Global Britain in a Competitive Age, a five-year defence review published on 22 March, drew criticism as UK armed forces brace to lose equipment and 9,500 personnel at a time when threat is considered severe.
The review can be summed up as ‘out with the old, in with the new’ as the focus shifts from size and shape to relevance and technological advantage. The Prime Minister Boris Johnson said that the review aims to establish the UK as a “science and tech superpower by 2030” by retiring legacy aircraft, vehicles and brigade structures and replacing with newer models, fewer numbers, and a focus on automation to compete on the global defence stage.
With such dramatic redesign of our armed forces likely to cause concern amongst our allies, does it deliver a lighter, faster more lethal defence capability or a blow to international credibility? We think the former, but it is likely that our international partners will be concerned in the short-term. Without this transformation, however, our long-term credibility and capability would have suffered. As the threats we face rapidly transition from bullets to algorithms, we could no longer rely on aging tanks to protect our interests.
Out with the old, in with the new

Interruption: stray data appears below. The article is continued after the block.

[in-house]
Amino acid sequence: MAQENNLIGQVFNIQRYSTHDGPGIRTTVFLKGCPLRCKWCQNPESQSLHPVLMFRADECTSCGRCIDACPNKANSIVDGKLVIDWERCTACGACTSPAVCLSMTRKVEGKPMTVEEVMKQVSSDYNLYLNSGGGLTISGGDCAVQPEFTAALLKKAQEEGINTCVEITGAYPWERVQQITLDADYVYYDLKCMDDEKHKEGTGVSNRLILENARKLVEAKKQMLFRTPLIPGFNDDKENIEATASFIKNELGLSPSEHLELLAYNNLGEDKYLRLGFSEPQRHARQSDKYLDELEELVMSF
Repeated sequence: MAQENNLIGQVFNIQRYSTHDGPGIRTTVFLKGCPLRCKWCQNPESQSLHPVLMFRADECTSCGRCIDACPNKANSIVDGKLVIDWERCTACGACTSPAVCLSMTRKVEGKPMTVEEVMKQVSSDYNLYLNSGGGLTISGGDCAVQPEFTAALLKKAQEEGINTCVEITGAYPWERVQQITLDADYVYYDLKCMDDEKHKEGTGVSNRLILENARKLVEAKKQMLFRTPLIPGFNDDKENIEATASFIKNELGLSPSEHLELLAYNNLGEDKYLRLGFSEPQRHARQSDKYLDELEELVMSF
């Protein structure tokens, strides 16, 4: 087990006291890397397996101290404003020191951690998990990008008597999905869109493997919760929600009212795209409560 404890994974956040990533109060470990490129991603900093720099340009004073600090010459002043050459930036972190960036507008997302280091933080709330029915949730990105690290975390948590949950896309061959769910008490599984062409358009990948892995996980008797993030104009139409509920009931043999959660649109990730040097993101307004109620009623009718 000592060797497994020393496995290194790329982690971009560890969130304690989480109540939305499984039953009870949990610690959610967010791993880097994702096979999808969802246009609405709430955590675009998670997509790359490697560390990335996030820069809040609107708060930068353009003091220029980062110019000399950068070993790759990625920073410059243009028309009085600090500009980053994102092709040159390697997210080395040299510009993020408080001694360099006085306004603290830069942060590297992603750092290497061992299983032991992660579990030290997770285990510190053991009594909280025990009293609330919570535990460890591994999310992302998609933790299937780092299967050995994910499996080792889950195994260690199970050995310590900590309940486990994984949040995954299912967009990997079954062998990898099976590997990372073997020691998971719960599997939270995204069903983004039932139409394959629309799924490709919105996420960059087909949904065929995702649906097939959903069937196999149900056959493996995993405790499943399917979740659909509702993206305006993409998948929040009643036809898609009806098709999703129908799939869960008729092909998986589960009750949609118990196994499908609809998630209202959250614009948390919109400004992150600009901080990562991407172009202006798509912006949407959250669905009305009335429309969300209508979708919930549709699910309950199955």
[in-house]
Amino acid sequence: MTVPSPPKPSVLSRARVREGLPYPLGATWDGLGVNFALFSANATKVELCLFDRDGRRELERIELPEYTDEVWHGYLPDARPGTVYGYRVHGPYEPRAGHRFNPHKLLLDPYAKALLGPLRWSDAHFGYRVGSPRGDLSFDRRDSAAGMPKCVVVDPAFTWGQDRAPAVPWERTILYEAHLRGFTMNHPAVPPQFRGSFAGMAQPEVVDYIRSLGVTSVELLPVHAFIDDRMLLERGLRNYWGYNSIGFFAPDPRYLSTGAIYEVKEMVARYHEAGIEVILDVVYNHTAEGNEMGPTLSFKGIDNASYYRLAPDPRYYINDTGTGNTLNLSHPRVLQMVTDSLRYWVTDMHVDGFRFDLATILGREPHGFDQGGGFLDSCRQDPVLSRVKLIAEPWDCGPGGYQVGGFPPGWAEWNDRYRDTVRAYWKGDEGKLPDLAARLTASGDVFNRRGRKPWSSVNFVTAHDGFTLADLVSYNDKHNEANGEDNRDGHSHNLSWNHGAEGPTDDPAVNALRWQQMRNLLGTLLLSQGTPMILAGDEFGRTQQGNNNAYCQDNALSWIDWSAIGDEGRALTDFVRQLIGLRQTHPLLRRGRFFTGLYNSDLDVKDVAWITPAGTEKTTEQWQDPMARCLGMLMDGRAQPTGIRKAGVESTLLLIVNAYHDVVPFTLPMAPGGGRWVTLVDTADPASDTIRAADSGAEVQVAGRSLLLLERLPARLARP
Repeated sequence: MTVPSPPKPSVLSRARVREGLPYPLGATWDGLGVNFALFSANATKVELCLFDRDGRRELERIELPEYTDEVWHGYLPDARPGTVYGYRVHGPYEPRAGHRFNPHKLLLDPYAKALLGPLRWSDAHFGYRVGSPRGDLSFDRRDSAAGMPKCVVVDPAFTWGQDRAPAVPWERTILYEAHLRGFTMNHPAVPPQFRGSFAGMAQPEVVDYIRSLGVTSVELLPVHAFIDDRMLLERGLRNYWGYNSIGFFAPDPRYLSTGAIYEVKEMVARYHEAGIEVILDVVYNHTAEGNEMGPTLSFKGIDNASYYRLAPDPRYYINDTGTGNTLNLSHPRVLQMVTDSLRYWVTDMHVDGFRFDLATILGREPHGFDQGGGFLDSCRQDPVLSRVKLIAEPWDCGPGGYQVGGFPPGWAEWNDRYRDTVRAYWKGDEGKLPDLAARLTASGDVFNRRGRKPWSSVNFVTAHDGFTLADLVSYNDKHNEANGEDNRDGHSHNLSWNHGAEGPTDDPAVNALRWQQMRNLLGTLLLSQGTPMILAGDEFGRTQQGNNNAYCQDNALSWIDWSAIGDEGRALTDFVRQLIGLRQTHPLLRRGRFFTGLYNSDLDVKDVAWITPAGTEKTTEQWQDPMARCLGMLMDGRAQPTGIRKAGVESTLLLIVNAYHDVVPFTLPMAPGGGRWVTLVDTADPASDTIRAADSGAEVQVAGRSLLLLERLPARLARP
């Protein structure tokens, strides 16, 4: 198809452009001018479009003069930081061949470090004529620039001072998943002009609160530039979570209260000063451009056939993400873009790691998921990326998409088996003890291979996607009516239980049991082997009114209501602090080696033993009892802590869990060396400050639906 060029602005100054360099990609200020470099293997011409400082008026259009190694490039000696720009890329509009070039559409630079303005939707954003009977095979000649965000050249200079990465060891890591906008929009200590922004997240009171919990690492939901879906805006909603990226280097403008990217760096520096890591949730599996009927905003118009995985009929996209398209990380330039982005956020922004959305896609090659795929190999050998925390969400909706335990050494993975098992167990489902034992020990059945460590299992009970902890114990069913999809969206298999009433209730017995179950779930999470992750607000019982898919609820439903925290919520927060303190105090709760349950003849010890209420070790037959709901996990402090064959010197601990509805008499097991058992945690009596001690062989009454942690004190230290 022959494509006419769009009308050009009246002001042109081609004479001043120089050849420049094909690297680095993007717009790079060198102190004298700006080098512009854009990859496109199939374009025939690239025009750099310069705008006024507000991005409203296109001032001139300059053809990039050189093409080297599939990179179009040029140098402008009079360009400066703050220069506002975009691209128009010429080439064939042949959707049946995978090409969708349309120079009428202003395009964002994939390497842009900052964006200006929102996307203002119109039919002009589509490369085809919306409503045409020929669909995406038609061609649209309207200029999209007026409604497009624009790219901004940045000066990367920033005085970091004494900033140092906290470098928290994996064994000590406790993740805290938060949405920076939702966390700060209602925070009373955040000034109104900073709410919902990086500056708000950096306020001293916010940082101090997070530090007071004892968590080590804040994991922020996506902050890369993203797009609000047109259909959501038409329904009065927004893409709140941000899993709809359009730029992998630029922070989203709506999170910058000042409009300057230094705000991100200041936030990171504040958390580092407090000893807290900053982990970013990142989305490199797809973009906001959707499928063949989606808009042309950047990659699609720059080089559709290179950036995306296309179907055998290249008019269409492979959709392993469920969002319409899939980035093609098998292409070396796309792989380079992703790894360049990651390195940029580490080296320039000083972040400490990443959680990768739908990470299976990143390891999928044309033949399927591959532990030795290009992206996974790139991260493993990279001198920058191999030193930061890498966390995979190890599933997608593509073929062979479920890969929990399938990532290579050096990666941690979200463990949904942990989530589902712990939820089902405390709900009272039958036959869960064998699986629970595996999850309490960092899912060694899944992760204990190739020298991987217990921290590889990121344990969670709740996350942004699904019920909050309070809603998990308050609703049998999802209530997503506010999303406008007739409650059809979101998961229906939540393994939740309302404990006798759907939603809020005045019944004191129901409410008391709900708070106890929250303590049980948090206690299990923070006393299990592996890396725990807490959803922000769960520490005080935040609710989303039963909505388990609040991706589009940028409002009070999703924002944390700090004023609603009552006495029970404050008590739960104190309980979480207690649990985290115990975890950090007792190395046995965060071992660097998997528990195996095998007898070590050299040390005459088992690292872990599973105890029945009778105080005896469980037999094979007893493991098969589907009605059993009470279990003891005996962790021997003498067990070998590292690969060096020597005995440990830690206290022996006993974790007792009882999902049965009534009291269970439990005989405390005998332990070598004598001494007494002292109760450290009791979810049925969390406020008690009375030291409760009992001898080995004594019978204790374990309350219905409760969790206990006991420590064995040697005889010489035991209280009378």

The RAF is set to retire 24 first-generation Typhoons, nine Chinook helicopters, 20 Puma helicopters and 14 Hercules aircraft. The Army will lose the Warrior infantry fighting vehicle and 77 Challenger 2 tanks (the remaining 150 will be upgraded). The Navy will retire four Type 23 Frigates. Army manpower is also set to reduce by 9,500 personnel to 72,500, with significant changes to brigade structures and roles.
The move is likely to reduce the overall logistical support available within our armed forces and the number of troops available. Former Chairman of the US Joint Chiefs of Staff, Mike Mullen, warned the UK is “getting very close to not being able to contribute, quite frankly”.
The reality is that the Army is currently just 76,000 strong, significantly below the 82,000 target and just 3,500 above the redesigned target, which is expected to be met by natural wastage. By reducing manned vehicles, investment will be refocused on automation, artificial intelligence, cyber and space capabilities to compete on the global stage. Why? Because the threat from asymmetric attack has never been greater and the threat of conventional warfare never lower.